Effects of task difficulty on kinematics and task performance during walking workstation use

Document Type


Publication Date


Publication Title

Translational Journal of the American College of Sports Medicine





First page number:


Last page number:



Although walking workstations do not seem to compromise task performance despite altered gait kinematics, current evidence stems from evaluations of relatively simple tasks that do not reflect typical work duties. Purpose: This study aimed to examine the effects of simple cognitive (SC) and complex cognitive (CC) tasks on gait kinematics during walking workstation use in comparison to baseline walking. Methods: Three-dimensional kinematic data of the lower extremity and trunk were collected while walking during baseline, SC, and CC conditions, with each condition performed at a self-selected velocity. Kinematic data were time normalized to 100% of the gait cycle and divided into subphases for analysis. Differences in walking velocity (baseline vs SC/CC) and task performance (SC vs CC) were tested using paired-samples t-test ([alpha] = 0.05). Kinematic data were tested for differences between baseline and SC, baseline and CC, and SC and CC using a point-to-point model statistic analysis ([alpha] = 0.05) at the single-subject level. Results: Walking velocity was not different between baseline and SC/CC (1.10 +/- 0.25 m[middle dot]s-1, baseline; 1.11 +/- 0.26 m[middle dot]s-1, SC/CC; P = 0.409), nor was task performance time different between SC and CC (81.1 +/- 25.6 s, SC; 87.6 +/- 17.7 s, CC; P = 0.394). Similar percentages of differences were detected across participants during each gait subphase for all lower extremity joint angles during SC and CC when compared with baseline. A greater percentage of differences were observed in trunk angles during SC than during CC when compared with baseline. Conclusions: Results indicate that trunk kinematics are influenced by task difficulty during walking workstation use, although lower extremity kinematics are not affected regardless of task difficulty. Thus, walking workstations do not compromise task performance during work-related tasks and walking safety does not seem threatened by tasks of greater difficulty.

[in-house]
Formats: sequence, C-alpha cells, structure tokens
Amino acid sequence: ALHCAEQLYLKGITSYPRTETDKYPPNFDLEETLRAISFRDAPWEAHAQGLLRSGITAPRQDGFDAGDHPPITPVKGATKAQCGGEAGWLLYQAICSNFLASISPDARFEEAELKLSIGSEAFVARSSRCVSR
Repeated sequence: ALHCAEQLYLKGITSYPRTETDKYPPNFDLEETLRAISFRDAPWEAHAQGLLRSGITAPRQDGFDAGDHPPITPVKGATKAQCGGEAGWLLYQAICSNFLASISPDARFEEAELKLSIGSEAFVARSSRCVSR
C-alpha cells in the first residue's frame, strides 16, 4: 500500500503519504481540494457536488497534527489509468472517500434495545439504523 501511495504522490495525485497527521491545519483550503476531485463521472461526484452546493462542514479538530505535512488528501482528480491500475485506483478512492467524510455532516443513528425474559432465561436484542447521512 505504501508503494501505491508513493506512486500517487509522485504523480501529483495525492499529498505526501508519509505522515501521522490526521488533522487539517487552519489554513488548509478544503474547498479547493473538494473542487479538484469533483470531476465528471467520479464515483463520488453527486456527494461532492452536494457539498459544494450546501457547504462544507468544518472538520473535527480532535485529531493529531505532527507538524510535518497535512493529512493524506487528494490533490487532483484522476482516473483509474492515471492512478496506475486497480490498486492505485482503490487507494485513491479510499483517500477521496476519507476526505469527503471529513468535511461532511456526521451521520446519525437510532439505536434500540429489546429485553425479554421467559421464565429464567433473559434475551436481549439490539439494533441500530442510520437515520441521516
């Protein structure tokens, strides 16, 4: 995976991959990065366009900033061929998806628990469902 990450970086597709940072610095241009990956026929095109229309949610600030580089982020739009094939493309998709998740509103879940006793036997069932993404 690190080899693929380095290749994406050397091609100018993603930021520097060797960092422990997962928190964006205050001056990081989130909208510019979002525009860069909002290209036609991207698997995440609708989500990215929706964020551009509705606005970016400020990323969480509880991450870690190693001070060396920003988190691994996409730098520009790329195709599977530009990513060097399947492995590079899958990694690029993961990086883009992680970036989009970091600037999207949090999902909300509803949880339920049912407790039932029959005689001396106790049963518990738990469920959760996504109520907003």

UNLV article access

Search your library